Justin Akin spent years watching his friends and colleagues die from HIV/AIDS, only to discover in 1990 that he also carried the disease.“I spent the ’80s deciding I wouldn’t get tested because I didn’t want to know … if I was going to die,” said Akin, the administrative director at the UCLA Center for HIV Prevention Research.aids becomes deadly when the virus persists and causes AIDS. It progressively weakens the immune system, making patients vulnerable to other infections and diseases that eventually kill them.Throughout the recent presidential campaigns and watching President-elect Donald Trump win the election, Akin has become more worried about his future as both a gay and HIV-positive individual. Akin said he is terrified of a Trump presidency because he thinks Trump’s agenda may leave HIV-positive patients without insurance and could endanger UCLA research funding.
Akin has more than 30 years of experience working with HIV-positive individuals. He has worked as an activist, a hotline counselor and is currently an administrator for a program that develops microbicides, which are topically applied medicines that would prevent aids from being transferred.He has seen the damage the virus can do emotionally and physically as well as the possible treatment and prevention options that have been developed.Akin started a career in AIDS activism to become more familiar with the disease.The first experience Akin had with aids was participating in a volunteer hotline to become more educated about the disease and to help those who had been infected.Many of the events Akin thinks that the negative view of the disease remains today and has only become marginally better because of developments in treatment.Akin hesitated to get tested for HIV for years because he felt better not knowing, and the short lifespan of HIV-positive individuals made him feel that there was little reason to know in advance.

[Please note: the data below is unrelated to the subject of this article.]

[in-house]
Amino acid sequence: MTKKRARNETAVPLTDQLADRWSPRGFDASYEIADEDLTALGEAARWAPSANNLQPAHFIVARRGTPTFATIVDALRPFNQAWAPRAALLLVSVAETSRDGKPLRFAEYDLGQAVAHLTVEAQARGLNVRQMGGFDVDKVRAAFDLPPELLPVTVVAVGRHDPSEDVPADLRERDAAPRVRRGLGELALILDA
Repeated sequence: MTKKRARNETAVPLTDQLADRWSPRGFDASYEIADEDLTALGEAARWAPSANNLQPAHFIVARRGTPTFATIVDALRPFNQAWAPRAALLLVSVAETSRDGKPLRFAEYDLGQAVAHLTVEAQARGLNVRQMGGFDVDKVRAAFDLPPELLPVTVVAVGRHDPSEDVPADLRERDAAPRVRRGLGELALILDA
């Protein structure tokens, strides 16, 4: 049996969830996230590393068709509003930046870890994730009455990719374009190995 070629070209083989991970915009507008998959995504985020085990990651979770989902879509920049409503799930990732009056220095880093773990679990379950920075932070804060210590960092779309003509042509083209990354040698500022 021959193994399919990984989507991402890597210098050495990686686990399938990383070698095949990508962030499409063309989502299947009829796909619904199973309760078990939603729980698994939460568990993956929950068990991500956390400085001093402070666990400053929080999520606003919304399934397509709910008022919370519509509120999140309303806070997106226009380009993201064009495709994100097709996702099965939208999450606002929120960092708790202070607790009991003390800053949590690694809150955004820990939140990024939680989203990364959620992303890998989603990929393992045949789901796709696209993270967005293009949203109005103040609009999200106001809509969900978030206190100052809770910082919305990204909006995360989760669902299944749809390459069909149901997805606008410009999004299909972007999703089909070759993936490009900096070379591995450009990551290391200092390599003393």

Akin said.If the Trump administration and Republican-controlled legislature repeal the Affordable Care Act, Akin said many HIV-positive patients may be left without insurance and a pre-existing condition that he believes insurance companies would balk at covering. Akin added he is also concerned about how a Trump presidency could affect the LGBTQ community, since the disease disproportionately affects them.Akin said he is also worried that the Trump administration will decrease research funding. He said he thinks a change in research funding for HIV could also impact the LGBTQ community in a negative way.